Event held on 15 February 2012 (venue: The British Academy).
Local chambers of commerce were born in the 1760s-70s as protest bodies, driven by threats from government policies. They began in the large port cities in Britain, Ireland and the American colonies, diffusing to all smaller towns by the 1920s, their roles gradually transformed into advisors to government and partners in promoting local economies. Now chambers are one of the lead partners in the Coalition’s Local Enterprise Partnerships around England.
This event will focus on the modern and historic dynamics in these business associations, exploring the tensions between: member or government demands, national or local action, services to individual businesses or collective voice, and noisy campaigns or quiet lobbying. The event draws on the 2011 publication of Local Business Voice: The History of Chambers of Commerce in Britain, Ireland and Revolutionary America, 1760-2011, by Robert Bennett (OUP).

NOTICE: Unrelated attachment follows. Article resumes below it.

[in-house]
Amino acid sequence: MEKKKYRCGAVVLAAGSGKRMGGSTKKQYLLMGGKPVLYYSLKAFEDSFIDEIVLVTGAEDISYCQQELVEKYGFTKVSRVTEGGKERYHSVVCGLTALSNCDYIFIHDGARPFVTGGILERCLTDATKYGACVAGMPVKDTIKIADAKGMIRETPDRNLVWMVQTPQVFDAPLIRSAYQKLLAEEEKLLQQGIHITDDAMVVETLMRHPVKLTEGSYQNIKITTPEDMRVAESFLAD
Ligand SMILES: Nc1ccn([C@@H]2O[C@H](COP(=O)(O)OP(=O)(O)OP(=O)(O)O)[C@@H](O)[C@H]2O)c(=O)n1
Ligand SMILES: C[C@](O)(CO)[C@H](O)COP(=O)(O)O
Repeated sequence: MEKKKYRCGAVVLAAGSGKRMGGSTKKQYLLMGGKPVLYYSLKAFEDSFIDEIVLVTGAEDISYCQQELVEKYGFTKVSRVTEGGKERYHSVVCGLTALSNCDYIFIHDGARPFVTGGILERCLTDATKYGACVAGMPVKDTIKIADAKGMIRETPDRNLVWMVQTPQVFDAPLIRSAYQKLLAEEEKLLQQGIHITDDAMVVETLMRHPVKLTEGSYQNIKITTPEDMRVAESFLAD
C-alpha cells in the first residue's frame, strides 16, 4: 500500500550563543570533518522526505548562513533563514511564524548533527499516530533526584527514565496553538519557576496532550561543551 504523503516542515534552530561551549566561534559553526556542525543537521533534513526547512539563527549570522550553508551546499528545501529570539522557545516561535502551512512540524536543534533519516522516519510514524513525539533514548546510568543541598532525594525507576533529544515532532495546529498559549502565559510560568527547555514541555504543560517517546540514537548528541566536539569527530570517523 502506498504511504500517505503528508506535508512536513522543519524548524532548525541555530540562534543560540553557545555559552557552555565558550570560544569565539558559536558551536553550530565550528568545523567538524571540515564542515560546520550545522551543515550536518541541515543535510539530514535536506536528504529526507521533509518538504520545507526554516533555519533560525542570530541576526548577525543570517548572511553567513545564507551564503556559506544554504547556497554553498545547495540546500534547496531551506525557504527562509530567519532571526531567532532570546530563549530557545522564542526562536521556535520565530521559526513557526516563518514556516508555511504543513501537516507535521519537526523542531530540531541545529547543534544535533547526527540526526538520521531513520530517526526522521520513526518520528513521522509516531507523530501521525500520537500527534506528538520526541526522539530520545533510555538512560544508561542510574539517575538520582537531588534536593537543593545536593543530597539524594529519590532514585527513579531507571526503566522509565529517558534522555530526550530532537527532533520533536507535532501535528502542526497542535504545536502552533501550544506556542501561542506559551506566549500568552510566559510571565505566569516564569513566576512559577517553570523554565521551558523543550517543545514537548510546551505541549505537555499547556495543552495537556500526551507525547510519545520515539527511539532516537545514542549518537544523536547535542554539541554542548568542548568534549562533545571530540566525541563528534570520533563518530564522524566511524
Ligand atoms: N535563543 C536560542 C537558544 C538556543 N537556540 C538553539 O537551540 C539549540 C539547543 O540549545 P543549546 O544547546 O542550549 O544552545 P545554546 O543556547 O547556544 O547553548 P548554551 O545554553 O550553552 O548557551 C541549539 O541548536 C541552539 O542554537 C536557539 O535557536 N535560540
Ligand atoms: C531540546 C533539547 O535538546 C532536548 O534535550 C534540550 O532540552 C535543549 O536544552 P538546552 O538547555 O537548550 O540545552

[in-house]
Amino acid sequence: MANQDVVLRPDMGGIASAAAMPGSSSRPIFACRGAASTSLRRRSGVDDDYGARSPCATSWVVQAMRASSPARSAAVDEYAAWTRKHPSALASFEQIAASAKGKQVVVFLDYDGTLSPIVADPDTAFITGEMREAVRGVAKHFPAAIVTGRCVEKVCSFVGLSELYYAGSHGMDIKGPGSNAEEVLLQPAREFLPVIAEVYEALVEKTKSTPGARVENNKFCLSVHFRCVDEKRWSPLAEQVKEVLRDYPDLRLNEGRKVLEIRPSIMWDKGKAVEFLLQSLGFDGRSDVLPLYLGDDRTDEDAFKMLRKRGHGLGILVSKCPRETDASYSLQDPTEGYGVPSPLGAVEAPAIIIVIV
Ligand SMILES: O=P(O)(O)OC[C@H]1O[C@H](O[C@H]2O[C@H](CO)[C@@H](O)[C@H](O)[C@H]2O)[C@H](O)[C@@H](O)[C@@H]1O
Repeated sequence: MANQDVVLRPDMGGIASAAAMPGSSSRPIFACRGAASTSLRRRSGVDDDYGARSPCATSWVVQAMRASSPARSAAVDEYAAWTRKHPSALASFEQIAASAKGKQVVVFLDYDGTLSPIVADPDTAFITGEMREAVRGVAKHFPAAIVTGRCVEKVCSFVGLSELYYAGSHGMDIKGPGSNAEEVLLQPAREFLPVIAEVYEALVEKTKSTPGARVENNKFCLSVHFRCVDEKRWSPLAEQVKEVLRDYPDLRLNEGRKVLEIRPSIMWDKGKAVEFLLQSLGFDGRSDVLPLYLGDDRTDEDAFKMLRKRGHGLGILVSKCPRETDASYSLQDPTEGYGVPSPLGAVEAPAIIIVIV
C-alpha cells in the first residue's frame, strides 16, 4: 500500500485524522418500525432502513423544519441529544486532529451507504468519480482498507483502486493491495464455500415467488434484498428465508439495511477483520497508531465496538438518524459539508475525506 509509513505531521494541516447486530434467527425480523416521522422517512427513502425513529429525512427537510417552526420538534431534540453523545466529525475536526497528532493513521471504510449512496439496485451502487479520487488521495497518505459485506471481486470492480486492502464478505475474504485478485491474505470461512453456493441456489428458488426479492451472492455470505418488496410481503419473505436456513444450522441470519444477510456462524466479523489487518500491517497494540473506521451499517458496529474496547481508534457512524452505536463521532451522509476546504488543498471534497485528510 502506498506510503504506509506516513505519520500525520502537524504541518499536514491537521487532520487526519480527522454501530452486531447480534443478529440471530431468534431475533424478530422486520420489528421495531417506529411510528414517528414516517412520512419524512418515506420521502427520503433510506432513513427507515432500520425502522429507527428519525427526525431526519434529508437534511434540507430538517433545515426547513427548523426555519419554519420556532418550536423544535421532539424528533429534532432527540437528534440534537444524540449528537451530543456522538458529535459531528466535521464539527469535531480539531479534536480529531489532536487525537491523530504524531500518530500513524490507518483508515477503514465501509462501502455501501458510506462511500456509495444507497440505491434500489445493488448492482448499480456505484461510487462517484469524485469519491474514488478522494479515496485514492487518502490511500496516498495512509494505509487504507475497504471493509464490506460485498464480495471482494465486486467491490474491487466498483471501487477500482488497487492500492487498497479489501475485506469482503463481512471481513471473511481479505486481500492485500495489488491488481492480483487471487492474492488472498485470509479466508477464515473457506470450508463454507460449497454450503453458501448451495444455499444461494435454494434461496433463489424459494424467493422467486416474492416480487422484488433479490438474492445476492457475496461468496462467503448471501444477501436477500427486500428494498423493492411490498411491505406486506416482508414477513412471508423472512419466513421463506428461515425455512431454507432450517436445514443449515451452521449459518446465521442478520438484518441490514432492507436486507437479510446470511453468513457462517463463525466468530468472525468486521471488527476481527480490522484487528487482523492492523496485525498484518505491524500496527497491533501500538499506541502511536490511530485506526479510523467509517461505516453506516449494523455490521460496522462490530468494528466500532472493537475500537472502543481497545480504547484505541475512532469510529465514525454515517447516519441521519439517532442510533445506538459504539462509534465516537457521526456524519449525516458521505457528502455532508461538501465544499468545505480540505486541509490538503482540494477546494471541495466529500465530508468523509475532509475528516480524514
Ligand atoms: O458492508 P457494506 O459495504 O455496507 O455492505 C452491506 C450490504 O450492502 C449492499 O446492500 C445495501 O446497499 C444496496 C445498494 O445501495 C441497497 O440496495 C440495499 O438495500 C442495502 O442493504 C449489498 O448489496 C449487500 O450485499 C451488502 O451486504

Professor Robert Bennett FBA – Emeritus Professor of Geography, University of Cambridge, author of Local Business Voice and also The Voice of Liverpool Business (2010).
Professor Martin Daunton FBA – Professor of Economic History and Master of Trinity Hall, Cambridge; author of many leading books on economic and social history including Wealth and Welfare: An Economic and Social History of Britain, 1851-1951 (2007).
Professor Wyn Grant – former Professor of Politics, Warwick University. Authority on the history of business associations, author of Business and Politics in Britain (1993), and co-editor of Oxford Handbook on Business and Government (2010).
Martyn Pellew – President of the British Chambers of Commerce and non-executive company director; representative of the members of the chambers of commerce and their national association, and vice-president of Eurochambres.
Andrew Lansley MP – former Deputy Director General, British Chambers of Commerce.
Chair: Professor Sir Peter Hall FBA, Emeritus Professor of Planning at University College London; one of the leading experts on local economies, industrial change and public policy.